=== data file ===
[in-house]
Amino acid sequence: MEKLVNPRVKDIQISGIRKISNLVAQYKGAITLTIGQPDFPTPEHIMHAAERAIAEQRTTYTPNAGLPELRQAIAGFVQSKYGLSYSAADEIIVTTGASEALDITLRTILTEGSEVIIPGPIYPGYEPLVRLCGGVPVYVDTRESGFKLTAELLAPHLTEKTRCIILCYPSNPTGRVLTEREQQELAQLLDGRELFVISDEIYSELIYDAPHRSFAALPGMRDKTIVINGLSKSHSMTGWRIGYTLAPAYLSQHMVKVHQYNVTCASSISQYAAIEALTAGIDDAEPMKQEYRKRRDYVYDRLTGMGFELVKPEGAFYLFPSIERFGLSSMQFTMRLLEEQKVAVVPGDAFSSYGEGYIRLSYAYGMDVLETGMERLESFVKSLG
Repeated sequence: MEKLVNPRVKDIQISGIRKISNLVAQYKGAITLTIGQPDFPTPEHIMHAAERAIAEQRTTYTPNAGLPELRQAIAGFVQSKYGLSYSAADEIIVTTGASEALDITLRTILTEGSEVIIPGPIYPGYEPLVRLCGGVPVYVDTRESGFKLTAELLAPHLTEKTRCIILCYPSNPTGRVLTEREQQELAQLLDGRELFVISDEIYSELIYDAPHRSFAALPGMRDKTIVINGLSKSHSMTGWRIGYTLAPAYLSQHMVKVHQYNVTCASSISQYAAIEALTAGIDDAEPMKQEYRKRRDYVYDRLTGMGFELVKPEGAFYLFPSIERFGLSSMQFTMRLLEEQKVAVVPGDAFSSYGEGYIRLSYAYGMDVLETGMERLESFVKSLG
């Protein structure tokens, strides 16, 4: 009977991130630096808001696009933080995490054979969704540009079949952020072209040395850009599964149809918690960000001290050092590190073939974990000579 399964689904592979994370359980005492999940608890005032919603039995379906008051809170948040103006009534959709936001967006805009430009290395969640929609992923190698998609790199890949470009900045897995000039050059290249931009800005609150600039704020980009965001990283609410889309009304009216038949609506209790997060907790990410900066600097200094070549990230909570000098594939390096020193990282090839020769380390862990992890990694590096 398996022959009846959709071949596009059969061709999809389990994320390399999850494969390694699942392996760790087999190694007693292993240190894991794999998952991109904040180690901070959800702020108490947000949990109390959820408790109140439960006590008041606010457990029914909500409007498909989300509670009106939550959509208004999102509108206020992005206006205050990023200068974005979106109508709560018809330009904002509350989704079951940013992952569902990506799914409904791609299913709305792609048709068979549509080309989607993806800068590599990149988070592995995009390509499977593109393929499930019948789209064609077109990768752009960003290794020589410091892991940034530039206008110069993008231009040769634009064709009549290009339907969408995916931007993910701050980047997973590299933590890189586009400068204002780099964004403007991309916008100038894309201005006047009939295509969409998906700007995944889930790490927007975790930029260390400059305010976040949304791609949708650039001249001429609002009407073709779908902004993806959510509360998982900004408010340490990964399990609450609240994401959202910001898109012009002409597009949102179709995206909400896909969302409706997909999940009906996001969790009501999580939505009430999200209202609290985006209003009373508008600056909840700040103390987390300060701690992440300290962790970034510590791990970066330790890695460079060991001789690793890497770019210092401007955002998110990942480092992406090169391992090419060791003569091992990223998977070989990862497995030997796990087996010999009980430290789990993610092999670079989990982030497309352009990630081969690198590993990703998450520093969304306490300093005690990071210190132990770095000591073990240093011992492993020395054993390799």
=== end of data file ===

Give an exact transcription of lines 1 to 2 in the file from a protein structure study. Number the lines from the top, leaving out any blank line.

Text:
[in-house]
Amino acid sequence: MEKLVNPRVKDIQISGIRKISNLVAQYKGAITLTIGQPDFPTPEHIMHAAERAIAEQRTTYTPNAGLPELRQAIAGFVQSKYGLSYSAADEIIVTTGASEALDITLRTILTEGSEVIIPGPIYPGYEPLVRLCGGVPVYVDTRESGFKLTAELLAPHLTEKTRCIILCYPSNPTGRVLTEREQQELAQLLDGRELFVISDEIYSELIYDAPHRSFAALPGMRDKTIVINGLSKSHSMTGWRIGYTLAPAYLSQHMVKVHQYNVTCASSISQYAAIEALTAGIDDAEPMKQEYRKRRDYVYDRLTGMGFELVKPEGAFYLFPSIERFGLSSMQFTMRLLEEQKVAVVPGDAFSSYGEGYIRLSYAYGMDVLETGMERLESFVKSLG